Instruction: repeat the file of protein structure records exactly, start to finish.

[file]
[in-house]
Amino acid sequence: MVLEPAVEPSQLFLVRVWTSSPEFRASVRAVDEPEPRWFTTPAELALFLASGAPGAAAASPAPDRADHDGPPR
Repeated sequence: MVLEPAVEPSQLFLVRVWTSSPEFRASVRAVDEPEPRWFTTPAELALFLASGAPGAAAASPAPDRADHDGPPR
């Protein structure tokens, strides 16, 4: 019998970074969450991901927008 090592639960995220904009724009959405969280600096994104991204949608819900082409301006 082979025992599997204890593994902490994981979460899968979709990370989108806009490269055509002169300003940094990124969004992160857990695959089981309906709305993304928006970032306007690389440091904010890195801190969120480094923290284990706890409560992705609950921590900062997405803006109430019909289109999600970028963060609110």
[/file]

[in-house]
Amino acid sequence: MVLEPAVEPSQLFLVRVWTSSPEFRASVRAVDEPEPRWFTTPAELALFLASGAPGAAAASPAPDRADHDGPPR
Repeated sequence: MVLEPAVEPSQLFLVRVWTSSPEFRASVRAVDEPEPRWFTTPAELALFLASGAPGAAAASPAPDRADHDGPPR
């Protein structure tokens, strides 16, 4: 019998970074969450991901927008 090592639960995220904009724009959405969280600096994104991204949608819900082409301006 082979025992599997204890593994902490994981979460899968979709990370989108806009490269055509002169300003940094990124969004992160857990695959089981309906709305993304928006970032306007690389440091904010890195801190969120480094923290284990706890409560992705609950921590900062997405803006109430019909289109999600970028963060609110």